Sarah Palin Trails Obama By 17 Points, September 3rd Announcement In Doubt
Is she in or is she out? And does it matter?
A new Rasmussen poll shows that nominating Sarah Palin would essentially be a suicide pact on the part of the GOP:
If Election Day was right now, President Obama would defeat the former Alaska governor 50% to 33%, according to a new Rasmussen Reports national telephone survey. This marks the first time that the president has risen out of the 40s in hypothetical matchups with any of the major GOP presidential hopefuls. Fifteen percent (15%) prefer some other candidate, and two percent (2%) are undecided. (To see survey question wording, click here.)
Last month, Obama posted a 47% to 38% lead over Palin, the GOP’s unsuccessful vice presidential candidate in 2008.
Palin earns support from 62% of Republicans, while 88% of Democrats back the president. Voters not affiliated with either party prefer Obama by a 51% to 30% margin.
Obama holds a narrow 44% to 38% lead over Palin among male voters, but women prefer the incumbent by a sizable 56% to 29% margin.
The poll also shows Palin trailing Obama by significant margins among voters under 30 (12% Palin/64% Obama) 30-somethings (30/50). Obama also beats Palin among every single ethnic and income demographic, including white voters, where he beats Palin 43% to 38%. This isn’t entirely surprising, of course. Palin’s unfavorable numbers remain at all-time highs despite the fact that she’s kept herself out of the media spotlight (other than the bus tours, of course) over the past several months. Does anyone really think that Americans are going to like her more when she starts showing up on their television screen every single day between now and the Iowa Caucuses? Yea, I don’t either.
Numbers like this may be why, despite much speculation that September 3rd will see some big announcement about a campaign, the word now is that we won’t be hearing much of anything in two weeks:
Speculation that Palin might use the Labor Day weekend event to declare her candidacy has ramped up on cable news and the conservative blogosphere, but RCP has learned from sources close Palin that an official announcement is unlikely at that time.
Still, Palin’s speech is expected to offer more clues about whether she will jump into the race sometime in September, as some of her public comments and behind-the-scenes actions over the past several months have suggested is possible. And a core group of self-appointed volunteer organizers hope that the Indianola shindig will be one of the best-attended events of the presidential campaign season to date.
Peter Singleton, a California attorney who leads the Iowa branch of the all-volunteer group Organize4Palin, told conservative radio host Tammy Bruce on Saturday that in addition to Palin’s speech, the three-hour midday rally would include a diverse undercard of speakers, music and video interludes, and even a group lesson on precinct organizing.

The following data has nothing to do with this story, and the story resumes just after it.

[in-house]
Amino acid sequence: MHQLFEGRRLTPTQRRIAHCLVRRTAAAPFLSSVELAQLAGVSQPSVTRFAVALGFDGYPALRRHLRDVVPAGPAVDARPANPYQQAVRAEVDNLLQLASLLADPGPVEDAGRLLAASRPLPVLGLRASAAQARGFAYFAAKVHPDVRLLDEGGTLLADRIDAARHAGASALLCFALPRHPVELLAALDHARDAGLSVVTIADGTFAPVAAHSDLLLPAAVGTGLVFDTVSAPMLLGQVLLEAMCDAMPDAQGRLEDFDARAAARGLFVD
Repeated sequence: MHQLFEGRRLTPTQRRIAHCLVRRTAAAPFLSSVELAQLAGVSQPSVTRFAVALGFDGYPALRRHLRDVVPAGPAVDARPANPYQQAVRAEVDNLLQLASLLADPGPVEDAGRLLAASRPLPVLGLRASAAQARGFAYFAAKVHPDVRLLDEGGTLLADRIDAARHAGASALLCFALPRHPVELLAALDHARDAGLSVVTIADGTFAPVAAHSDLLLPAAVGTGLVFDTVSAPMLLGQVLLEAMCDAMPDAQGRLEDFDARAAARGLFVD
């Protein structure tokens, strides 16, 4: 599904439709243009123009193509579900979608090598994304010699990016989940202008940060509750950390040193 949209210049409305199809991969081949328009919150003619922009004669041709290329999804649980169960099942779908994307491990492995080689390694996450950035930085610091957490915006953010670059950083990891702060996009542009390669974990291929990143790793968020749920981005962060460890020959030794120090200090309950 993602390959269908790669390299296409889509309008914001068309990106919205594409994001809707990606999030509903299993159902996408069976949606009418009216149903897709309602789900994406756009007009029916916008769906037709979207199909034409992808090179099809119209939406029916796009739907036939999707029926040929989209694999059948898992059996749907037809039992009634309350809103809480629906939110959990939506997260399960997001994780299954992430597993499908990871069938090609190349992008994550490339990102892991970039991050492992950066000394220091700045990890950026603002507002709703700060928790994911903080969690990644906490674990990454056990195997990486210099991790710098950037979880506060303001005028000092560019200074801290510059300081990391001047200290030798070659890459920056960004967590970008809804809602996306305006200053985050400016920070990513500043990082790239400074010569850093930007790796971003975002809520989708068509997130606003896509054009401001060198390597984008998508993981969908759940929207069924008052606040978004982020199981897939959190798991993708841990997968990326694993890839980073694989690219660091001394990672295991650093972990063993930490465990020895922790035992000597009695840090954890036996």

The event will pose a significant test for Singleton and the rest of the all-volunteer army of Palin devotees who have for months been quietly paving the way for a presidential run that would be fueled by a dedicated core of political novices.
As Ed Morrissey notes, however, these volunteers are the only evidence, anecdotal as it is, that there might be some kind of a campaign organization forming:
At the moment, that seems to be the only evidence that Palin’s running at all — the proliferation of volunteer auxiliaries working to organize the event. That will eventually pose a problem for an entry into the campaign, though, which is that the other campaigns will have staffed up in Iowa and elsewhere. Assuming Palin does jump into the race, she will find the pickings slim for experienced staffers and organizers. Of all the potential candidates who have yet to declare, Palin has the best odds of overcoming that handicap due to her near-universal name recognition, but in Iowa, organization and retail politics are the key to victory.
There’s another sign of what Palin’s intentions might actually be that’s might actually be more reliable. When Mike Huckabee was flirting with the idea of running for President, his bosses at Fox News warned him that he needed to make a choice between running for President and being a Fox News on-air personality. They gave the same warning to other potential candidates such as Newt Gingrich and Rick Santorum. Eventually, Fox terminated the contracts with Gingrich and Santorum even before they formally entered the race and, of course, Huckabee famously decided to sit 2012 out despite the fact that he was arguably the frontrunner at one point. To date, there has been no indication that anyone at Fox has said anything similar to Palin, and no sign that she’s close to cutting back her appearances on the network. At some point, I’ve got to beleive that Roger Ailes has had a conversation with Palin like he did with Huckabee, and made the choice clear. If she was really running, then why hasn’t Fox acted yet?
Perhaps Palin will get in, I’m beyond trying to figure out her intentions at this point. What the Rasmussen poll makes clear, though, is that nominating her would be handing the White House to Barack Obama on a silver platter, with the possibility of losing the House thrown in. Say what you might about them, but I don’t think Republicans are quite that stupid.